According to our textbook, communication is the process of sending and receiving messages with attached meanings (339). The key elements in the communication process include a source, receiver, and a communication channel. The source encodes an intended meaning into a message and the receiver decodes the message into a perceived meaning in which it may or may not give feedback to the source. The communication channel is the pathway through which messages are communicated. But from what I have learned, the communication role when involving speaking, expressing through body language, facial looks, tone of voice and even through the smallest gestures will always communicate a message to the receiver. It is always important to know that when people communicate with each other, two things are at issue. One is the accuracy of communication, which is the issue of effectiveness. Effective communication occurs when the intended meaning of the source and the perceived meaning of the receiver are virtually the same. The other deals with cost, which is an issue of efficiency. Efficient communication occurs at minimum cost in terms of resources expended. These two issues have led to two different incidents in the workplace in which the outcome was both negative and positive.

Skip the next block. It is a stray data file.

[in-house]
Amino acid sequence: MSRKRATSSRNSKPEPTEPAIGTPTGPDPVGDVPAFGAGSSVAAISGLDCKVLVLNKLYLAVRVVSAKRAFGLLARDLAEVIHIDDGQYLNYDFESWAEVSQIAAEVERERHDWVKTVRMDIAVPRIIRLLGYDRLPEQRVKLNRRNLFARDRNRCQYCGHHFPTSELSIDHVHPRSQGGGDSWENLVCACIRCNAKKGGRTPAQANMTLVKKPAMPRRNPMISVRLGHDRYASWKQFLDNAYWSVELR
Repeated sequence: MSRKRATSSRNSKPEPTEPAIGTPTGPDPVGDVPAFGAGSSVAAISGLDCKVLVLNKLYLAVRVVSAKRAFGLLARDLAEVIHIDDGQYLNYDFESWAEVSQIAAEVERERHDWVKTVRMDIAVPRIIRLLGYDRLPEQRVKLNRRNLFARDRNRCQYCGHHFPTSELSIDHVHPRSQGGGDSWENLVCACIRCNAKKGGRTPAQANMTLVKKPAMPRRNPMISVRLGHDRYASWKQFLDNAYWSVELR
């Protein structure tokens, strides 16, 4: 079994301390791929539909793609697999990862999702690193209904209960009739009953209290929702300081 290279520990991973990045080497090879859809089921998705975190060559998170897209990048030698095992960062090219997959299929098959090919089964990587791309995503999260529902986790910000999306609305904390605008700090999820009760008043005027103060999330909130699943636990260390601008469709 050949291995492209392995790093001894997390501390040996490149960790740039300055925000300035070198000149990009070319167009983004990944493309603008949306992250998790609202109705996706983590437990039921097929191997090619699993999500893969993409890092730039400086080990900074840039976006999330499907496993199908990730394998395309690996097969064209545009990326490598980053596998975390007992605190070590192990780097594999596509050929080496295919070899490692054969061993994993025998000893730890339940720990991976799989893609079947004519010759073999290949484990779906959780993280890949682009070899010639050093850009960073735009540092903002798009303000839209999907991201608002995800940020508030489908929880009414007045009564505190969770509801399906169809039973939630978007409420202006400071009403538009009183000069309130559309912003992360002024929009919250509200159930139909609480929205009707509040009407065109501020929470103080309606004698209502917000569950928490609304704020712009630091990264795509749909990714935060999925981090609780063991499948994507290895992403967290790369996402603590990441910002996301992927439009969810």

During the communication process, it is possible that noise can cause a disturbance or interfere with the effectiveness of communication. Noise is also a factor on whether the receiver interprets the message positively or negatively. It is important to know that there are six sources of noise that are common to the communication process: physical distractions, semantic problems, mixed messages, cultural differences, absence of feedback, and status effects. The first incident involves an issue of cultural difference. The US Navy is full of people with diverse cultures and backgrounds. The incident involves an officer who is Caucasian and an enlisted sailor who is Filipino. One day during work,...
Cited: Schermerhorn, John R., Jr., James G. Hunt, Richard N. Osborn. Organizational Behavior. 7th ed. New York: John Wiley & Sons, Inc., 2000.
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